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bilities of the continent. They came together to celebrate the peaceful triumphs of science and industry — to rejoice over great lines of inter-communication, mutually advantageous to their commerce and social relations. The descendants of the signers of the Declaration of Independence and of the loyalists of 1773 met, on common ground, to exchange thoughts and courtesies, with mutual pride in their achievements and institutions, and without any sacrifice of self-respect. Such a gathering would have been dangerous, before, by a peaceful revolution, responsible government had been secured. It would have brought with it a sense of humiliation, had not the British Americans felt that a great railway system was already outlined and quite within the compass of their resources. As matters stood they could view the prosperity of their neighbors without despondency or regret.

Levees, processions, steamboat excursions, dinners, and balls, followed each other in quick succession, and intellectual displays added everywhere a grace to civic hospitality. The leading men of the continent met face to face; and many who only knew each other by reputation, enjoyed the advantages of personal intercourse, and tested each other's powers of fascination and of intellect on public arenas or at the festive board.

In a mammoth tent, erected on Boston Common, five thousand persons sat down to dinner. The principal speakers were the President, the Governor of Massachusetts, the Mayor of Boston, the Hon. Edward Everett, Mr. Winthrop, and Josiah Quincy, Jr. British America was represented by Lord Elgin, Mr. Hinckes, and Mr. Howe. We copy from the published report, issued by the committee of management, our friend's remarks:

Mr. Mayor and Gentlemen,- At this late hour it would be unfair to trespass long upon your patience. With the voices of the eloquent speakers who have preceded me still charming the ear, how can I venture to address you at all? Though feeling the full force of the comparisons which must be drawn, and representing one of the smallest Provinces of the British Empire, I am reluctant to be altogether silent lest it might be supposed that my countrymen do not appreciate your hospitality, or take an interest in the great works, the completion of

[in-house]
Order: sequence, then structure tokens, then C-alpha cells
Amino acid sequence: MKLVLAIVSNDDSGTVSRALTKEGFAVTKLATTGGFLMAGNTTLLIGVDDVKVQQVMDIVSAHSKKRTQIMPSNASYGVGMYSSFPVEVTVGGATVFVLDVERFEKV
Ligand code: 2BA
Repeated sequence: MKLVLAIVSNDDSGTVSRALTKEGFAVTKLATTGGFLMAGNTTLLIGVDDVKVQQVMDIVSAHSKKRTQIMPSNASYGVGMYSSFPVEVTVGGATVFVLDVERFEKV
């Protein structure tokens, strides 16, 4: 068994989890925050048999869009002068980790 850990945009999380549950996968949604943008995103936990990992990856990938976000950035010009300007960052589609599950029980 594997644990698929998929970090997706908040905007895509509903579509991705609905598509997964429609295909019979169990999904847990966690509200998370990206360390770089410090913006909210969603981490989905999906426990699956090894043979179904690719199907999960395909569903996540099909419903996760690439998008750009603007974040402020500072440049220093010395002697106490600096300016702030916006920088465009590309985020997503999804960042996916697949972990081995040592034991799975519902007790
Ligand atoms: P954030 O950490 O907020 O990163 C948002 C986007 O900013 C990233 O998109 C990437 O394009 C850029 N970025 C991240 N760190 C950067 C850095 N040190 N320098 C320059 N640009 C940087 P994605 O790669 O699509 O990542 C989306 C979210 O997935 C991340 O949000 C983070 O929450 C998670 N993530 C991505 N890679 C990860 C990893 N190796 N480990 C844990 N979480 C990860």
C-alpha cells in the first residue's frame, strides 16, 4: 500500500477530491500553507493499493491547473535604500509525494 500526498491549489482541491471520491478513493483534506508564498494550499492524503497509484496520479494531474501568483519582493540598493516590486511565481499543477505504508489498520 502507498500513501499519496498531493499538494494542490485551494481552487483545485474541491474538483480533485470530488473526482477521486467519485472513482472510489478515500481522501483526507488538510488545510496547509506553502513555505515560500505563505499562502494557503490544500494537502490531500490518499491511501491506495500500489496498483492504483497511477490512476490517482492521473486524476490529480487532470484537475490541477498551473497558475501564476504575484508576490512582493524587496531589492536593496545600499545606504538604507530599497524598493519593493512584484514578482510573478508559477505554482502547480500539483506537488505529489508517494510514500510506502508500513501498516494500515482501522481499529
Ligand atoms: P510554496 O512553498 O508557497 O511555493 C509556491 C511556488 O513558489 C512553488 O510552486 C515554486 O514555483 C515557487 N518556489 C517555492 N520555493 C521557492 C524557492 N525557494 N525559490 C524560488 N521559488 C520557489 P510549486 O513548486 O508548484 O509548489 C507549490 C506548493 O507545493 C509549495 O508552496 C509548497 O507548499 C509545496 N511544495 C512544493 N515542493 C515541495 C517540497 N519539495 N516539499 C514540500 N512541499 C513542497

which we have met to celebrate. To me the occasion is full of interest, for I stand here, the son of a banished loyalist, to rejoice with you in the prosperity of the city of which my father was a native. How many stirring passages of old Colonial history have the scenes presented to my eye during the past three days revived! How strangely has the past been blended with the present, as I have listened to sentiments of mutual respect and friendship, breathed by the leaders of two great nations, sternly opposed in the olden time, but now rivals only in the graces which embellish life, or in the fields of profitable industry. As the son of a Bostonian, I cannot but rejoice whatever may be the distinctions of allegiance, the claims of country, or the high hopes of the future which we British Americans cherish — in the permanent prosperity and advancement of this city.

Mr. Mayor, I have looked on the great pageant of the day with extreme interest and care, have marked the thronged streets in which the citizens of Boston conduct their profitable commerce, and observed the praiseworthy evidences of the skill and ingenuity of your mechanics. But the sight which challenged the highest interest and admiration which appealed to the finest and most elevated feelings, were the lines of life and intelligence presented by the young Bostonians who represented the fostering care of the free schools of New England. I might have passed the other features of the celebration with comparative indifference, but when I saw those children, I was reminded of that German schoolmaster who declared that when he entered his schoolroom he always took off his hat, for there he met the future dignitaries of his land. So here, sir, I saw the guarantee and the gauge of the future prosperity of this interesting State. The sight of those children, even more forcibly than the beaming faces which smiled from your balconies and windows as we passed, naturally called to mind those upon whose knees they had been nurtured, and led me to conclude that though we had seen this proud city in its holiday attire, and might, perhaps, see it in its working dress to-morrow, we could see nothing more interesting than the free schools which educate its children, and the beautiful and virtuous mothers who nourish them in their bosoms.